Young children are fascinated with ice and will enjoy and learn from this simple activity. It’s a great opportunity to introduce some new vocabulary. Older children will be fascinated in simply experimenting with a solid block of ice but for twos and threes there is more incentive if you freeze lots of little objects in the ice. Choose a variety. Ones that float and ones that sink. Even little chocolate eggs wrapped in foil work well. This extends the learning.
Freeze the water. Gather together some small containers and fill with salt, food colouring and water and tiny scoops and dropper or syringe.
When you are ready turn out the ice onto a large tray. Have ready kitchen paper and cloths and protective clothing!
Of course as soon as small children spot the objects they will want to get them out. Especially the chocolate eggs! But it’s surprising how long ice takes to melt and young children get bored very quickly!
That’s where the salt comes in. If salt is sprinkled on followed by food colouring then they will be able to watch while the salt carves out little rivulets in the ice. It’s a good opportunity to talk about salt and how we sprinkle it on ice paths in the winter. If you use liquid watercolours in place of food colouring then the variety of colours is extended and you also have a lesson in colour mixing.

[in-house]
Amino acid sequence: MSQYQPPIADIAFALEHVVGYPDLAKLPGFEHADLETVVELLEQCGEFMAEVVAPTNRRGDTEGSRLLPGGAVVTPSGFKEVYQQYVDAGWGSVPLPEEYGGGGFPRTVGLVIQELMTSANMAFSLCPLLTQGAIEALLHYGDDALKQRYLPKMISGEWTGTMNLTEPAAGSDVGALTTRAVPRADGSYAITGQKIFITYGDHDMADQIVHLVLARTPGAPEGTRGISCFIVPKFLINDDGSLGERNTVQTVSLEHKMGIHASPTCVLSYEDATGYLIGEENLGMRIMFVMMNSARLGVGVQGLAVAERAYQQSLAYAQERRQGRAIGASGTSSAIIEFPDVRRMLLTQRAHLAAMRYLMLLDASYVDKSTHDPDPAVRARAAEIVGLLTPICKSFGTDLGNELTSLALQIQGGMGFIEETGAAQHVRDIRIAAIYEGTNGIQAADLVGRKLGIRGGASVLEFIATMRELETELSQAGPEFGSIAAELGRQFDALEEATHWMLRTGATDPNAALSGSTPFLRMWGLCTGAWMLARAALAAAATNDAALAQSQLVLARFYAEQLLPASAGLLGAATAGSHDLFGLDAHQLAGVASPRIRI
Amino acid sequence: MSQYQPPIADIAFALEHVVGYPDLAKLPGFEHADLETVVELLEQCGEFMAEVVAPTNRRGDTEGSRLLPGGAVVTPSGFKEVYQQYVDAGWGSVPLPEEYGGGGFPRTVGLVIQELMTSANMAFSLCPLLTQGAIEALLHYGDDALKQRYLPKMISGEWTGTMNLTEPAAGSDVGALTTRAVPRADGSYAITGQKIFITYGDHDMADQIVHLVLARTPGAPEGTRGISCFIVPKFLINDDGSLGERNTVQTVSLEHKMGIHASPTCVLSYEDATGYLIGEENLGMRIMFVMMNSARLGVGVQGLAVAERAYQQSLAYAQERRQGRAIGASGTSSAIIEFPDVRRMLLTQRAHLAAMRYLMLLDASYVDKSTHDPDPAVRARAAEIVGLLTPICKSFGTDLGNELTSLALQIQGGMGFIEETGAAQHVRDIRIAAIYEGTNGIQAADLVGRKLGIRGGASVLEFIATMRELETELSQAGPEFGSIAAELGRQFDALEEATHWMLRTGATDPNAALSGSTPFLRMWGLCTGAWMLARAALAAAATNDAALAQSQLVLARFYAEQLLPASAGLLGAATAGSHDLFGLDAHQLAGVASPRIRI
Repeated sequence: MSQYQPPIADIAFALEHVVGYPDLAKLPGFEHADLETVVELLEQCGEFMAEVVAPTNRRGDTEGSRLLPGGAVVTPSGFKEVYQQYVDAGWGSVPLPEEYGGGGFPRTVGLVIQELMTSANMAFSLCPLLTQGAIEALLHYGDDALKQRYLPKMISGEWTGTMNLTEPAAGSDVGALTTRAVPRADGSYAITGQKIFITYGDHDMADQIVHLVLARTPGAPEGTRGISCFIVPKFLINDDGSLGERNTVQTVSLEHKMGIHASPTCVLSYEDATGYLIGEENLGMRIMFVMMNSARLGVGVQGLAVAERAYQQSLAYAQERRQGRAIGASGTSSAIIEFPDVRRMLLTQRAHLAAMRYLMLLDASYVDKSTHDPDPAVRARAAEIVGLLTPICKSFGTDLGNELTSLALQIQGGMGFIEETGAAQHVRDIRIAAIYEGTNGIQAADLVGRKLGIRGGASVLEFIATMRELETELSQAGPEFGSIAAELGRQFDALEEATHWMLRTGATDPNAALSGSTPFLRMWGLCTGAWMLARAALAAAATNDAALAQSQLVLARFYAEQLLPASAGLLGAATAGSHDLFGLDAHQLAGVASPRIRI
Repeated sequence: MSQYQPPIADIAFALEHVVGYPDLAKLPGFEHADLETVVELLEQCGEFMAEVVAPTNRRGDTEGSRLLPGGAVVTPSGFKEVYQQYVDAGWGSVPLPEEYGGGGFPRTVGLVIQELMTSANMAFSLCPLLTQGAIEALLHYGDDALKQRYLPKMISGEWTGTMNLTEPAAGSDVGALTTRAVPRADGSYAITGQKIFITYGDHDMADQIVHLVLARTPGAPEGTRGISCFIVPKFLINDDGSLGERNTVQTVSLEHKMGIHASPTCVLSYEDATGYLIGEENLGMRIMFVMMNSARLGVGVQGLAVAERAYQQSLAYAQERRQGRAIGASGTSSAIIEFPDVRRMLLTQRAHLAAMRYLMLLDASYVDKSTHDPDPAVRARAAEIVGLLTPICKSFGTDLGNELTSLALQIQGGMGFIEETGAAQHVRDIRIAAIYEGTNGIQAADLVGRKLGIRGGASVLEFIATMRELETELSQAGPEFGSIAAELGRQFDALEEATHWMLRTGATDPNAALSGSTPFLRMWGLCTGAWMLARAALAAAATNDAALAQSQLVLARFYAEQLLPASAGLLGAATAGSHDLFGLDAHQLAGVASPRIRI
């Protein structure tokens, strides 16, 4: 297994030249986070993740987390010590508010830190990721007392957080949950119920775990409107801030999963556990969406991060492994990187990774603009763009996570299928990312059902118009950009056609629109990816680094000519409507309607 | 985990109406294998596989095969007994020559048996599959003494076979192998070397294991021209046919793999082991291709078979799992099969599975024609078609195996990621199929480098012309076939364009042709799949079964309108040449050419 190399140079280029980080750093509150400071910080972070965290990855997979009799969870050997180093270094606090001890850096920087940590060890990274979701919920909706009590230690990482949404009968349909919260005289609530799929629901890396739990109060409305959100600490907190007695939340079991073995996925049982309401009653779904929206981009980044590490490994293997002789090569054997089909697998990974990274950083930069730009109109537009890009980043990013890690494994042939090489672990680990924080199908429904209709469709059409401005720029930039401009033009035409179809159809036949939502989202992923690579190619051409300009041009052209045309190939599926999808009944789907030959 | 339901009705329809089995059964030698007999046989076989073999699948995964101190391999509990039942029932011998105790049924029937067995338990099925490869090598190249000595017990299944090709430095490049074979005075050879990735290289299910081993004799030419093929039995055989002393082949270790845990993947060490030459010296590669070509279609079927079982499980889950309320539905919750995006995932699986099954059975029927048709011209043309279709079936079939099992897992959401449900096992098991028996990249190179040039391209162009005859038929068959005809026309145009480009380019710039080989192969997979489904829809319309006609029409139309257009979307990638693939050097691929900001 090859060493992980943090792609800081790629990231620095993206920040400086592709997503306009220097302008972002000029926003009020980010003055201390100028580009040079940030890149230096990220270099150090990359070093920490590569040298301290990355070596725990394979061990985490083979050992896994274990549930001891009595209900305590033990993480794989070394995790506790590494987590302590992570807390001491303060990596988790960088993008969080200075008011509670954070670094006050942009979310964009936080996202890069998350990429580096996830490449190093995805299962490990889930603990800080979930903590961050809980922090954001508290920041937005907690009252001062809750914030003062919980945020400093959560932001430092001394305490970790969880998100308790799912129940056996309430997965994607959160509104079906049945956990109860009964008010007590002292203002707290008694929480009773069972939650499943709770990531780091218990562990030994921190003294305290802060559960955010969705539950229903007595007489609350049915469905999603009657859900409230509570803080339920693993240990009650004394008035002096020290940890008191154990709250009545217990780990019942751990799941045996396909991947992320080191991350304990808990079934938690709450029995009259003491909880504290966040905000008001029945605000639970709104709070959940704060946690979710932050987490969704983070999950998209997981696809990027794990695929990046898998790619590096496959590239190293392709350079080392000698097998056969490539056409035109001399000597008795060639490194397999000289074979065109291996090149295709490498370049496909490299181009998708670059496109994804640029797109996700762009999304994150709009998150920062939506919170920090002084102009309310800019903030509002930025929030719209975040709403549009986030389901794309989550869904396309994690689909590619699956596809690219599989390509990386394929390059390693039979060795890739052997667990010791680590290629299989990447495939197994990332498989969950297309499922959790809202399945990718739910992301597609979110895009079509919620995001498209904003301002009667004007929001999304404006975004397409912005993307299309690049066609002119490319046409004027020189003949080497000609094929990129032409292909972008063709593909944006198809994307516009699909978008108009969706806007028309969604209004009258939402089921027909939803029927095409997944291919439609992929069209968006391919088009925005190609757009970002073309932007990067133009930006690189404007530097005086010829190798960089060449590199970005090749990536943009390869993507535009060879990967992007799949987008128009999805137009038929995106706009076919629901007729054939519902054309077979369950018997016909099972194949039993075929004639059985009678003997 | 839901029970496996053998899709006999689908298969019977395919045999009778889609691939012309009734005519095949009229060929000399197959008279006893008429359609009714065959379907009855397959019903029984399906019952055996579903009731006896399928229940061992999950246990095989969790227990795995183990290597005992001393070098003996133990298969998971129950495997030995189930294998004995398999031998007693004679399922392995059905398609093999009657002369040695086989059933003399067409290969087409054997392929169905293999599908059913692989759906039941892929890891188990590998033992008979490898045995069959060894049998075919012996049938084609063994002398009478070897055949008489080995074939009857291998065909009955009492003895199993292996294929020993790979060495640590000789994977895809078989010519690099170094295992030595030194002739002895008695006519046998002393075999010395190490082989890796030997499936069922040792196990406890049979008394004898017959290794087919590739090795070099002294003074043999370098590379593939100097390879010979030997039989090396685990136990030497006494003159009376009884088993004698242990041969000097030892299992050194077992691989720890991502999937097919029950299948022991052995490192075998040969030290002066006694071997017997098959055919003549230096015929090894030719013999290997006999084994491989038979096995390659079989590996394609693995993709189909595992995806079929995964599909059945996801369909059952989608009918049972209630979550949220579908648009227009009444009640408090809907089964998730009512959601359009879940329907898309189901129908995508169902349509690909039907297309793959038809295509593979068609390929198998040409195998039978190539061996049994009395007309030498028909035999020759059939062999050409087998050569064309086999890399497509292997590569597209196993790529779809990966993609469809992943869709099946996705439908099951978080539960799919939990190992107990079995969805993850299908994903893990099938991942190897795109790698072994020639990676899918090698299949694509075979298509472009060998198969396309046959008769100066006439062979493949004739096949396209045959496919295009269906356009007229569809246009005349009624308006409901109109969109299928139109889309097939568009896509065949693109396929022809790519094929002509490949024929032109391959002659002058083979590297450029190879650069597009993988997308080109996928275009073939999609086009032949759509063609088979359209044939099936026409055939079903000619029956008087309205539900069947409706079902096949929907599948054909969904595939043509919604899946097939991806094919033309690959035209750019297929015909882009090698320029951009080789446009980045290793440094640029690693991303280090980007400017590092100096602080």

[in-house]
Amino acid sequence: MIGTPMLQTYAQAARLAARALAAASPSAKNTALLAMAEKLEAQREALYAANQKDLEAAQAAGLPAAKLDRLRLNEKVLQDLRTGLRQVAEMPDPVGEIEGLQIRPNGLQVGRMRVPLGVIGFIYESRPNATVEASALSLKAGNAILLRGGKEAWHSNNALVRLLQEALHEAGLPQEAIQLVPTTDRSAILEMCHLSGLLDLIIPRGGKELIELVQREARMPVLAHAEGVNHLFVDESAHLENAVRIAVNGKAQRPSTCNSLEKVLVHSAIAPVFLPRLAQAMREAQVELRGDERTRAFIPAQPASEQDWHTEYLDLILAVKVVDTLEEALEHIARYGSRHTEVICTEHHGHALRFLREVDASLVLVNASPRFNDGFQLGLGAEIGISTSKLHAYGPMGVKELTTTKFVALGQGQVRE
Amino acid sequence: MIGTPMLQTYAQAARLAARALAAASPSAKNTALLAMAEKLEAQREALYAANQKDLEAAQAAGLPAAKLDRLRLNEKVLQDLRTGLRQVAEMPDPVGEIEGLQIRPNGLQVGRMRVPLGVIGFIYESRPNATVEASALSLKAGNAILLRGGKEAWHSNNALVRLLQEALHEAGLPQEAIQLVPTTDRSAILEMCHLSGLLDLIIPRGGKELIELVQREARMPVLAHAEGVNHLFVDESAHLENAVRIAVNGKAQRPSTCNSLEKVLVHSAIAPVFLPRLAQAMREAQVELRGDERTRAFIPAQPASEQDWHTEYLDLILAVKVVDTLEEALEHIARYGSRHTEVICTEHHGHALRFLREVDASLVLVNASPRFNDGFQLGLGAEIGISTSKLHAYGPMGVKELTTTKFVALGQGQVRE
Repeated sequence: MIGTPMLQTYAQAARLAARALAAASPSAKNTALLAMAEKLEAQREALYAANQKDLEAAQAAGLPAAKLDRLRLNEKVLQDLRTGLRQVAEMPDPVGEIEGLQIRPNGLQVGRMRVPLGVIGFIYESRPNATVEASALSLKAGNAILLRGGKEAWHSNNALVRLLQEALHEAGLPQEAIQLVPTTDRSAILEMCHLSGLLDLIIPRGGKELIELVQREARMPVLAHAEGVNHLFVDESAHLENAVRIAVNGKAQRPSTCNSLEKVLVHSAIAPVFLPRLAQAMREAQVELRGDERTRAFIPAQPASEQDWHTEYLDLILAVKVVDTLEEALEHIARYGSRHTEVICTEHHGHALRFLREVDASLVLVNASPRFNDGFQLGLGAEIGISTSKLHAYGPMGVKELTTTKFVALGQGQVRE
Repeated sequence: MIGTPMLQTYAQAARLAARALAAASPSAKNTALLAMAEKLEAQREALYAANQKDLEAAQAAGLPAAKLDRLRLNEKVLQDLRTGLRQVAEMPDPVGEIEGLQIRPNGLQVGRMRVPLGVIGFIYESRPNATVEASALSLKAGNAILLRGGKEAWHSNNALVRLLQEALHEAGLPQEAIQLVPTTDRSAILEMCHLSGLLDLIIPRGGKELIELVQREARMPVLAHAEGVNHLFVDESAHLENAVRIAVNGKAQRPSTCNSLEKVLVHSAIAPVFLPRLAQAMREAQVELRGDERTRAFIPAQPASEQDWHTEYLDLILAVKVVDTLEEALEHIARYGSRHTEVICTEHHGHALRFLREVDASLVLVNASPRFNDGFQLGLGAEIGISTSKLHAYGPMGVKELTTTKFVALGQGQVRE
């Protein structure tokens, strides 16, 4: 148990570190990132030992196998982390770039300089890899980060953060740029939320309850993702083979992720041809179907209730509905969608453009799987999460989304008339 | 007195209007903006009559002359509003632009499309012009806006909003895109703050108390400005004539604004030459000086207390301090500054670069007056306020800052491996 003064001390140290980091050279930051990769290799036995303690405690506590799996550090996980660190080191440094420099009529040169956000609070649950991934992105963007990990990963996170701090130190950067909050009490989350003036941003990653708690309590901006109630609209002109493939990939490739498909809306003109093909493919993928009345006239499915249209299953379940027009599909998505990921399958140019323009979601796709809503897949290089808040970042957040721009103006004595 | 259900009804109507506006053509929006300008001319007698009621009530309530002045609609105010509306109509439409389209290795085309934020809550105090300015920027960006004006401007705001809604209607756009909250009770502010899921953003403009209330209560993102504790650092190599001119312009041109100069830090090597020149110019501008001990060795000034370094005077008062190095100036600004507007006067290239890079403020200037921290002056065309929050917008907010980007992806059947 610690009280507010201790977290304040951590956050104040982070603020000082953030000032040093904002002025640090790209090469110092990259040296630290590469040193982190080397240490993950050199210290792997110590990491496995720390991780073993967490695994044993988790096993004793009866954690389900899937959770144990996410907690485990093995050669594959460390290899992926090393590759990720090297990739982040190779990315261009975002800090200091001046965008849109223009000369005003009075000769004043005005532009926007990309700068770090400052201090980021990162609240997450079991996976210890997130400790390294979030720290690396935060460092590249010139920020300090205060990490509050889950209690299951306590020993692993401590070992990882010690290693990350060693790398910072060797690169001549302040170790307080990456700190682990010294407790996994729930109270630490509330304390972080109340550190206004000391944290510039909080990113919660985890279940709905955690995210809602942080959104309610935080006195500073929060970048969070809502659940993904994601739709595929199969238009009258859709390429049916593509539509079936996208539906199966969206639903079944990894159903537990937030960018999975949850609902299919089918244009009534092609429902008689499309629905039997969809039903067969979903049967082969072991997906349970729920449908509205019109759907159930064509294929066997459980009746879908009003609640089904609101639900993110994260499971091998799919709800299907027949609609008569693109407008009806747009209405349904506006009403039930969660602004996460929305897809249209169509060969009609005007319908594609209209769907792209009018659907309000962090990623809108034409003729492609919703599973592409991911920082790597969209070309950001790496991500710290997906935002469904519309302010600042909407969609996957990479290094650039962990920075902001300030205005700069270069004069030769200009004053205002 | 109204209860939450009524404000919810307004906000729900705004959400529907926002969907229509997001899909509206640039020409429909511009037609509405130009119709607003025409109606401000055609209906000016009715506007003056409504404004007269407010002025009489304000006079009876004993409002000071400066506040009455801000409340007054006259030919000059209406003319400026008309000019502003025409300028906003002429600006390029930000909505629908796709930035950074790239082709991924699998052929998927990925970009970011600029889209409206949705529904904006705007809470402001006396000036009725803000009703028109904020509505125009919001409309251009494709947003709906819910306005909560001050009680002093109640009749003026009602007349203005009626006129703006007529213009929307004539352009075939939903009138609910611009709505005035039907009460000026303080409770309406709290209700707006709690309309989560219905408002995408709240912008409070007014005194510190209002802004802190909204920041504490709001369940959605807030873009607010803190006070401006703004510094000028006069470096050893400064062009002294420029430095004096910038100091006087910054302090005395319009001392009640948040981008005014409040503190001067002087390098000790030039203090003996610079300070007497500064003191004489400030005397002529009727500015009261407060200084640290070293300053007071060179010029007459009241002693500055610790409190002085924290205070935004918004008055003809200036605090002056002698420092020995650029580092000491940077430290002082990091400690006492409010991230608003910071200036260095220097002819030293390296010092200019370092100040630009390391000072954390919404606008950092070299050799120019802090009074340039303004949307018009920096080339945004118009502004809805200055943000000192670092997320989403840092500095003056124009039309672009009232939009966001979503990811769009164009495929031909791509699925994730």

When the fascination wears off they can resort to dripping first cold water and then warm water over the ice. Again lots of opportunities for learning.
The most important thing is that do everything themselves. Dripping on the colour, sprinkling on the salt. Don’t dictate what they should do,rather ask open ended questions. Questions that motivate. Questions that challenge. You can hide the water until they have experimented with the salt and colours!
It may look like a disorganised mess but they ARE learning by playing and observing. Try again in six months and you will see that they tackle the activity differently.